Rhinosporidiosis – causes, side effects and treatments at NaturalPedia.com

Saturday, June 30, 2018 by

Rhinosporidiosis refers to a chronic granulomatous infection of the mucous membranes. The disease often manifests as vascular friable polyps (soft, painless, non-cancerous growths) that develop in the nasal mucosa (the tissue that lines the nasal cavity) or the external structures of the eye.

Rhinosporidiosis was first described by Guillermo Seeber in 1900 in an individual from Argentina. The infectious disease is native to Africa, India, South America, and Sri Lanka.

The condition is caused by Rhinosporidium seeberi (R. seeberi), an aquatic protistan parasite. The polyps caused by the infection often spread near the patient’s nose, eye, skin, ear, genitals, and rectum.

Cases of rhinosporidiosis have been reported in Southeast Asia, the U.S., and other areas around the globe. However, most cases of rhinosporidiosis occur in persons from or residing in the Indian subcontinent or Sri Lanka.

Aside from humans, rhinosporidiosis can infect cats, cattle, dogs, ducks, goats, horses, mules, parrots, and swan.

Known symptoms of rhinosporidiosis

The signs of rhinosporidiosis usually include:

  • Bleeding from the nose
  • Bleeding nose polyps
  • Cough
  • Excessive eye tearing
  • Eye redness
  • Foreign body sensation in the eye
  • Itching
  • Nasal polyps
  • Nose obstruction
  • Postnasal discharge
  • Runny nose
  • Sensitivity to light
  • Small skin bumps
  • Sneezing
  • Wart-like bump

Risk factors for rhinosporidiosis include bathing or working in infected bodies of stagnant water.

Body systems harmed by rhinosporidiosis

Rhinosporidiosis may cause the following complications:

  • Epistaxis – Commonly called a nosebleed.
  • Nasal polyps – Polyps that are found in the nasal passage.
  • Rhinorrhoea – This is an inflammation of the mucous membrane that lines the nose. It is often linked to nasal discharge.

Food items or nutrients that may prevent rhinosporidiosis

The following foods or nutrients can help prevent rhinosporidiosis or address its side effects:

  • Chili peppers – Hot peppers can help clear sinuses because they contain capsaicin, a compound that gives them their heat. Capsaicin soothes pain, minimizes inflammation, and increases mucus production. Use it in moderation.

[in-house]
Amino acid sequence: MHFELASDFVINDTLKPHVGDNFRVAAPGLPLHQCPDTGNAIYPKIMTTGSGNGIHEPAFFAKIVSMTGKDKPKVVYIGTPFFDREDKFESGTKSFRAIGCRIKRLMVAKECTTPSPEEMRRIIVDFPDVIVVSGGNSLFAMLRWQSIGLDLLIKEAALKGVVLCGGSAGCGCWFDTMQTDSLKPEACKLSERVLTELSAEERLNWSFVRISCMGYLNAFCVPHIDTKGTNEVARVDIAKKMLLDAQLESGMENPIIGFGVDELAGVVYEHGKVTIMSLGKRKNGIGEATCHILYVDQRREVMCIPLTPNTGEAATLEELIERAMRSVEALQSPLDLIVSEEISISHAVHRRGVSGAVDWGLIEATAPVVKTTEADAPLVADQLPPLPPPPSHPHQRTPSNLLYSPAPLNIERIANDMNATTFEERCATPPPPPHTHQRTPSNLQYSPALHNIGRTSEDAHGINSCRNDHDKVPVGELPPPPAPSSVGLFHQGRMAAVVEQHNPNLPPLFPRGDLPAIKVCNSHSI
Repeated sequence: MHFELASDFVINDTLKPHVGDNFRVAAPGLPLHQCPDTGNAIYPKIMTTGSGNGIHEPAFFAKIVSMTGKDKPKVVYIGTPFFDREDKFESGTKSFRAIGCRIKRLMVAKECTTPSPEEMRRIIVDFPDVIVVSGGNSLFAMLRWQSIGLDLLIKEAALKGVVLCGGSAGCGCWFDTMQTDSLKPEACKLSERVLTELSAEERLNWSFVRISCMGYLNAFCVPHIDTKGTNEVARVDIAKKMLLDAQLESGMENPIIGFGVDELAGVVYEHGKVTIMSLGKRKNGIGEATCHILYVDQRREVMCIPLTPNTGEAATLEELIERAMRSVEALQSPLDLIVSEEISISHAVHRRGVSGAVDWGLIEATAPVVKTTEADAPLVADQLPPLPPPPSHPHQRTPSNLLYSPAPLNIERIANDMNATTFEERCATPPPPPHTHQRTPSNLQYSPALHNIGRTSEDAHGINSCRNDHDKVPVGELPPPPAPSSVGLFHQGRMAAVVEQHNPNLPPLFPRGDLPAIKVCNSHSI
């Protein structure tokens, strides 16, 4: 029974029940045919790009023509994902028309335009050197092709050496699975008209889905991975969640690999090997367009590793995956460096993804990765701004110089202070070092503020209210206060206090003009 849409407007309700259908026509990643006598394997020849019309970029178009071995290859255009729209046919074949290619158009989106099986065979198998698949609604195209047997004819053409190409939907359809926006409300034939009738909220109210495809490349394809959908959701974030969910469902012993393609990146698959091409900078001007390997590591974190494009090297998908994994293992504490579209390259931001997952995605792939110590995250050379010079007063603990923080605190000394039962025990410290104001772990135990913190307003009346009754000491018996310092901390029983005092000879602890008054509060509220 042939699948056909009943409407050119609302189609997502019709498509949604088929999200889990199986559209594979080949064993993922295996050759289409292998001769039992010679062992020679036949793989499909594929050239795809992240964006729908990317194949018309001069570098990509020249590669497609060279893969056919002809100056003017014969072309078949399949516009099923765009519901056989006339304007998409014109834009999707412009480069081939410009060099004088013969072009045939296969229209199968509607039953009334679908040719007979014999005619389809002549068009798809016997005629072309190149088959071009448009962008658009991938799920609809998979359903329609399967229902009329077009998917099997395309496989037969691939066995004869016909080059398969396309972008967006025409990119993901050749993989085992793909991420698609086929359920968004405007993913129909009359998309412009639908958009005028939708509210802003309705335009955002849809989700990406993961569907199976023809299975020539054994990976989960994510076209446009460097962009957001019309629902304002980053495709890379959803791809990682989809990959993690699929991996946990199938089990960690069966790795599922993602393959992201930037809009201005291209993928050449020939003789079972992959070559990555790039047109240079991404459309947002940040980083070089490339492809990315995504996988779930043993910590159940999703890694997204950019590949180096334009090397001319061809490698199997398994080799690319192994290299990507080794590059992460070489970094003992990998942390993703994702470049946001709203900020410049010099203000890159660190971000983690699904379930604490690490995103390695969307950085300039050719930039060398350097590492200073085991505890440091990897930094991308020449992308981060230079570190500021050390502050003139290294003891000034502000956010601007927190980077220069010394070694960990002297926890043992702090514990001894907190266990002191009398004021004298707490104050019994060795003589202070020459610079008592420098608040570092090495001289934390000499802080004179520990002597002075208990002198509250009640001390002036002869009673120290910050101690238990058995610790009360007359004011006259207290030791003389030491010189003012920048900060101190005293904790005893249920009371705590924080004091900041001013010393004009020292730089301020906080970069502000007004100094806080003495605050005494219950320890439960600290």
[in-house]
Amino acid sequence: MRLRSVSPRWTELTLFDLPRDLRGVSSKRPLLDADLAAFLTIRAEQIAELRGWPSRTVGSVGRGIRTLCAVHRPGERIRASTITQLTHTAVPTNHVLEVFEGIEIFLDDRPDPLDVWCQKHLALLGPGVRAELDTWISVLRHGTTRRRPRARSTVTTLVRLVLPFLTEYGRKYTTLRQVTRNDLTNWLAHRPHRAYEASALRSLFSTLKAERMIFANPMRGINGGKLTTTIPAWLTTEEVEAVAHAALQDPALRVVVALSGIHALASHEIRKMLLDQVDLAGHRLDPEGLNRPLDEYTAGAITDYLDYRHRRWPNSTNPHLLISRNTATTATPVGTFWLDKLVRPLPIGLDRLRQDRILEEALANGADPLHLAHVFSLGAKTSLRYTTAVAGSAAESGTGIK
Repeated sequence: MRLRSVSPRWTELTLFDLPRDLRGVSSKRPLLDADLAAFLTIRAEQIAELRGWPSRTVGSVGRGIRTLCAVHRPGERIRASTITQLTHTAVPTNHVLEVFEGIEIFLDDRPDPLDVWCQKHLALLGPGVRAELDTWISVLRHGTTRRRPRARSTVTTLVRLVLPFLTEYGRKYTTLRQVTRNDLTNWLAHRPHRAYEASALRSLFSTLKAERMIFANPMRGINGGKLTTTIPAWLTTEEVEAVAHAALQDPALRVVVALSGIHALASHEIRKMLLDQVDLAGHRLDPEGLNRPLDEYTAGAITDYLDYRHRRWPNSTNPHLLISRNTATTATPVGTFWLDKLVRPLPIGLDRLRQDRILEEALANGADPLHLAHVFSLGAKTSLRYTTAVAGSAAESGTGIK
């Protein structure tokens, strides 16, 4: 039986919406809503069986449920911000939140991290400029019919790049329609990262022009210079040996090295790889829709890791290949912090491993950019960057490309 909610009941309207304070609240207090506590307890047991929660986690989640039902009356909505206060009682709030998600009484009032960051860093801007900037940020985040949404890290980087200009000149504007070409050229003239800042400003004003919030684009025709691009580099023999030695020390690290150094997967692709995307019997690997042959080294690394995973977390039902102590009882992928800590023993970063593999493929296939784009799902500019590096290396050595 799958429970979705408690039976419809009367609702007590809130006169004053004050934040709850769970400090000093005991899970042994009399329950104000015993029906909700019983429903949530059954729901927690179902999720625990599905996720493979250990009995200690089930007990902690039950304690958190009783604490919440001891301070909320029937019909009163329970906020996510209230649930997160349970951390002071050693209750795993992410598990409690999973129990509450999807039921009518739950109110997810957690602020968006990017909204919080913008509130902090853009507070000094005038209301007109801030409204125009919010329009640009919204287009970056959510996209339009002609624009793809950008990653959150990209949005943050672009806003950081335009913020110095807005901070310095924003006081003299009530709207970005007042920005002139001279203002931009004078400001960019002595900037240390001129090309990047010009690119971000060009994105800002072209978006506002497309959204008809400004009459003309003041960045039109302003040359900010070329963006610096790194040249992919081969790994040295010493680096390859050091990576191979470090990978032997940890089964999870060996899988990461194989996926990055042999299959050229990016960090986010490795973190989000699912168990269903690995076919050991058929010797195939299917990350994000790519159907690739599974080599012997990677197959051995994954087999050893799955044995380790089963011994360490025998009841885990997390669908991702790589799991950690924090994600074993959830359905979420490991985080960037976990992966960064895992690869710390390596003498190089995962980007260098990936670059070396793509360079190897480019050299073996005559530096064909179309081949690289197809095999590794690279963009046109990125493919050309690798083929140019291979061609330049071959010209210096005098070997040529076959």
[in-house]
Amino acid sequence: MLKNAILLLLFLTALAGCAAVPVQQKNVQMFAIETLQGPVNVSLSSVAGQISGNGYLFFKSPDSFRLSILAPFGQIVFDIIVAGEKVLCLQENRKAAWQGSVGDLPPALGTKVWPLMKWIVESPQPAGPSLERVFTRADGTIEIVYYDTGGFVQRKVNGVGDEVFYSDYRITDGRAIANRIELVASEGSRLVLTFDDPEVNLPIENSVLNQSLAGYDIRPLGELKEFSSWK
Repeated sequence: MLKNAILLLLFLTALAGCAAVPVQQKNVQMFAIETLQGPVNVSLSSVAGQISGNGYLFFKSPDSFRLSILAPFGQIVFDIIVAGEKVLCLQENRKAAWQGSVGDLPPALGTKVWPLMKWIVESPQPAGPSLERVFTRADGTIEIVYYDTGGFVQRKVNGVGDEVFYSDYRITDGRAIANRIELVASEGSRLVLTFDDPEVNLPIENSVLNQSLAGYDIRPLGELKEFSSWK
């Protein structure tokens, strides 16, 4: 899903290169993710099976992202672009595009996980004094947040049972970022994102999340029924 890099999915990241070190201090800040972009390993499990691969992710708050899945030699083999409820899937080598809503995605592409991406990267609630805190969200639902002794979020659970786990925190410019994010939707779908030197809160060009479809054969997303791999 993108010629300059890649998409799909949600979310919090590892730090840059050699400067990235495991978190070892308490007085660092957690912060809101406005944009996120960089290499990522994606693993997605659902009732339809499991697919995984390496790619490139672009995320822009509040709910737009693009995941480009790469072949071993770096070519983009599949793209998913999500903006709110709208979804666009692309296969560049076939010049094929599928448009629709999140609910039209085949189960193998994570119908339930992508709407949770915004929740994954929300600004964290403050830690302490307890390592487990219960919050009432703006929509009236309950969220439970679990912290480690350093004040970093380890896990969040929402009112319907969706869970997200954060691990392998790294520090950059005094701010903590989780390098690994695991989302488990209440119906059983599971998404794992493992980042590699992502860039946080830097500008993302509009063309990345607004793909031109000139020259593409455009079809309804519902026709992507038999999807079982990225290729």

• Garlic – Garlic can also minimize inflammation and ease pain. Additionally, garlic contains allicin, a sulfur compound that is produced when garlic is crushed or cut. Allicin has antibacterial, antifungal, and antiparasitic properties.
  • Horseradish – Horseradish is a spicy root that has similar properties to chili peppers. Horseradish also has antibiotic properties.
  • Pineapple – Pineapple is full of antioxidants that can protect the delicate mucous membranes. The fruit also has enzymes that help break down the debris that builds up in sinuses and reduce inflammation.
  • Probiotics – Probiotics are “good” bacteria in the body that keeps out “bad” bacteria and fungi infections. Fermented foods contain probiotics, and sources include coconut yogurt, kimchi, kombucha, miso, pickles, sauerkraut, and tempeh.
  • Water – Clean and filtered water can help the body stay hydrated, ensuring that mucus flows and that the sinuses aren’t clogged.

Treatments, management plans for rhinosporidiosis

There is no effective cure for rhinosporidiosis. Treatment for the disease aims to eliminate the polyps that grow in various areas on the patient’s body.

Treatment options include surgery to remove the polyps. However, the growths can still recur post-surgery.

Where to learn more

Summary

Rhinosporidiosis refers to a chronic granulomatous infection of the mucous membranes. The disease often manifests as vascular friable polyps that develop in the nasal mucosa or the external structures of the eye.

The symptoms of rhinosporidiosis usually include bleeding from the nose, bleeding nose polyps, a cough, excessive eye tearing, and eye redness.

Rhinosporidiosis may cause complications like epistaxis/nosebleed, nasal polyps, and rhinorrhoea.

Treatment options includes surgery to remove polyps. However, the growths can still recur post-surgery.

Sources include:

EMedicine.Medscape.com

Stanford.edu

PathologyOutlines.com

RightDiagnosis.com 1

SunWarrior.com



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